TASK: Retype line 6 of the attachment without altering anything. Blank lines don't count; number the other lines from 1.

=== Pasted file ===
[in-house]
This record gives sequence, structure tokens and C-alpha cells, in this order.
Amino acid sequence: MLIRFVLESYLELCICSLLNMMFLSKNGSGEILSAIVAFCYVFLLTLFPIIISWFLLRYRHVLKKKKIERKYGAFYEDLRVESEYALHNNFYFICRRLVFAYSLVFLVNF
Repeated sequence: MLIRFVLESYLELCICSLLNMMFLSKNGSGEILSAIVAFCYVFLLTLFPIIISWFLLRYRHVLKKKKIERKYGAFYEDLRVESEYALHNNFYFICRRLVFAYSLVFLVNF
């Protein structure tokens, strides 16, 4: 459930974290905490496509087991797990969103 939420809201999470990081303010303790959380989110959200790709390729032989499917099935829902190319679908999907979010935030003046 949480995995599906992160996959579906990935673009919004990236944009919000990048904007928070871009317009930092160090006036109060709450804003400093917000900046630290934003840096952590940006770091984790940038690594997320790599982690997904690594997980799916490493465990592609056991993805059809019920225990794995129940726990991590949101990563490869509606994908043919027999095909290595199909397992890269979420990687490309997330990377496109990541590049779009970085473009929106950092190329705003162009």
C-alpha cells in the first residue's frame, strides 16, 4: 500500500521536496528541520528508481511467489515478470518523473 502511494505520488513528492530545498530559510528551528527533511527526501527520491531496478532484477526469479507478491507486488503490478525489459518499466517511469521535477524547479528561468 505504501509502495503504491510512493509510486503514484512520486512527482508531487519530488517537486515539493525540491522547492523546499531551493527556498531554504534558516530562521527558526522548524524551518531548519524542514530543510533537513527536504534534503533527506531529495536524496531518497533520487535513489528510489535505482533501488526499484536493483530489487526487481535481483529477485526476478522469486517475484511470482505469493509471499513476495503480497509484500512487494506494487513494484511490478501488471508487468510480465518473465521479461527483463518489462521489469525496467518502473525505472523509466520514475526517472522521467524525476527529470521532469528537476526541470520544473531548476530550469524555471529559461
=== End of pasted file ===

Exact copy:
C-alpha cells in the first residue's frame, strides 16, 4: 500500500521536496528541520528508481511467489515478470518523473 502511494505520488513528492530545498530559510528551528527533511527526501527520491531496478532484477526469479507478491507486488503490478525489459518499466517511469521535477524547479528561468 505504501509502495503504491510512493509510486503514484512520486512527482508531487519530488517537486515539493525540491522547492523546499531551493527556498531554504534558516530562521527558526522548524524551518531548519524542514530543510533537513527536504534534503533527506531529495536524496531518497533520487535513489528510489535505482533501488526499484536493483530489487526487481535481483529477485526476478522469486517475484511470482505469493509471499513476495503480497509484500512487494506494487513494484511490478501488471508487468510480465518473465521479461527483463518489462521489469525496467518502473525505472523509466520514475526517472522521467524525476527529470521532469528537476526541470520544473531548476530550469524555471529559461